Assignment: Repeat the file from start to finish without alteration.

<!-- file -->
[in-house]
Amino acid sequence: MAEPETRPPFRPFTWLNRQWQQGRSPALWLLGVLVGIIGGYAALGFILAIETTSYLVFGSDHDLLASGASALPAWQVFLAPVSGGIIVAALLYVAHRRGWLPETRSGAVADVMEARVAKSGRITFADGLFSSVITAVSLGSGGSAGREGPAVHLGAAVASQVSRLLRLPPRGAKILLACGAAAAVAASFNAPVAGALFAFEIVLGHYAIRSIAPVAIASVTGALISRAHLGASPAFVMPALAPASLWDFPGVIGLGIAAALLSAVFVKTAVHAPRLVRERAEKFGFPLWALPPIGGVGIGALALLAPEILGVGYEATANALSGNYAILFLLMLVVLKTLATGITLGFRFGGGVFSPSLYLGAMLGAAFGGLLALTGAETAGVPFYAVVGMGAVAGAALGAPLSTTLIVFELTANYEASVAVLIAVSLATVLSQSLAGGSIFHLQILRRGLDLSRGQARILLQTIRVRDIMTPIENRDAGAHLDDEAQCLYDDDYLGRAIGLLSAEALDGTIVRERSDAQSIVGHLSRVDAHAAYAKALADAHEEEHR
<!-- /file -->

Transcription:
[in-house]
Amino acid sequence: MAEPETRPPFRPFTWLNRQWQQGRSPALWLLGVLVGIIGGYAALGFILAIETTSYLVFGSDHDLLASGASALPAWQVFLAPVSGGIIVAALLYVAHRRGWLPETRSGAVADVMEARVAKSGRITFADGLFSSVITAVSLGSGGSAGREGPAVHLGAAVASQVSRLLRLPPRGAKILLACGAAAAVAASFNAPVAGALFAFEIVLGHYAIRSIAPVAIASVTGALISRAHLGASPAFVMPALAPASLWDFPGVIGLGIAAALLSAVFVKTAVHAPRLVRERAEKFGFPLWALPPIGGVGIGALALLAPEILGVGYEATANALSGNYAILFLLMLVVLKTLATGITLGFRFGGGVFSPSLYLGAMLGAAFGGLLALTGAETAGVPFYAVVGMGAVAGAALGAPLSTTLIVFELTANYEASVAVLIAVSLATVLSQSLAGGSIFHLQILRRGLDLSRGQARILLQTIRVRDIMTPIENRDAGAHLDDEAQCLYDDDYLGRAIGLLSAEALDGTIVRERSDAQSIVGHLSRVDAHAAYAKALADAHEEEHR